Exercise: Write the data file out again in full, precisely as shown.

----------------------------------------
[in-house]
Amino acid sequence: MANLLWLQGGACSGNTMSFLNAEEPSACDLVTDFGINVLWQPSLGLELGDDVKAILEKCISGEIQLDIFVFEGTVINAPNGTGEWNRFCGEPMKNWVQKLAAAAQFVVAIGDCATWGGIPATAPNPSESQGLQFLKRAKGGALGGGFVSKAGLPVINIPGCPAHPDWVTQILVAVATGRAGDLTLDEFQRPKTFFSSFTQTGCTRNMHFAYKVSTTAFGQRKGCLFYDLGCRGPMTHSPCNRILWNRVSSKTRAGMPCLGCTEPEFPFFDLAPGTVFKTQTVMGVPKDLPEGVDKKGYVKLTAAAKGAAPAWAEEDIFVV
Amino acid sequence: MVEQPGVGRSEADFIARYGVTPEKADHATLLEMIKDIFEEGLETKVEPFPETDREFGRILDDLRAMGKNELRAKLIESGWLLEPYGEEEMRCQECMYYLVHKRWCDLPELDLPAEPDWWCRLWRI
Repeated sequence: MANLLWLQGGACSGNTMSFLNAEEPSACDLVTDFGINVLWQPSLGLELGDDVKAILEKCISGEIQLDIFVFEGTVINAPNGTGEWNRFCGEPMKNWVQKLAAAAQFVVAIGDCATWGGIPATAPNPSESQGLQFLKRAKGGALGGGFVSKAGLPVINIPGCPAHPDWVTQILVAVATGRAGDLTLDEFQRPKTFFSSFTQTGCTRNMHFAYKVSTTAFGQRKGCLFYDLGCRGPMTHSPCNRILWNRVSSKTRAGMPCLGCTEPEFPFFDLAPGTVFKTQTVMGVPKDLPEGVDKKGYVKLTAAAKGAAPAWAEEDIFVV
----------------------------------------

[in-house]
Amino acid sequence: MANLLWLQGGACSGNTMSFLNAEEPSACDLVTDFGINVLWQPSLGLELGDDVKAILEKCISGEIQLDIFVFEGTVINAPNGTGEWNRFCGEPMKNWVQKLAAAAQFVVAIGDCATWGGIPATAPNPSESQGLQFLKRAKGGALGGGFVSKAGLPVINIPGCPAHPDWVTQILVAVATGRAGDLTLDEFQRPKTFFSSFTQTGCTRNMHFAYKVSTTAFGQRKGCLFYDLGCRGPMTHSPCNRILWNRVSSKTRAGMPCLGCTEPEFPFFDLAPGTVFKTQTVMGVPKDLPEGVDKKGYVKLTAAAKGAAPAWAEEDIFVV
Amino acid sequence: MVEQPGVGRSEADFIARYGVTPEKADHATLLEMIKDIFEEGLETKVEPFPETDREFGRILDDLRAMGKNELRAKLIESGWLLEPYGEEEMRCQECMYYLVHKRWCDLPELDLPAEPDWWCRLWRI
Repeated sequence: MANLLWLQGGACSGNTMSFLNAEEPSACDLVTDFGINVLWQPSLGLELGDDVKAILEKCISGEIQLDIFVFEGTVINAPNGTGEWNRFCGEPMKNWVQKLAAAAQFVVAIGDCATWGGIPATAPNPSESQGLQFLKRAKGGALGGGFVSKAGLPVINIPGCPAHPDWVTQILVAVATGRAGDLTLDEFQRPKTFFSSFTQTGCTRNMHFAYKVSTTAFGQRKGCLFYDLGCRGPMTHSPCNRILWNRVSSKTRAGMPCLGCTEPEFPFFDLAPGTVFKTQTVMGVPKDLPEGVDKKGYVKLTAAAKGAAPAWAEEDIFVV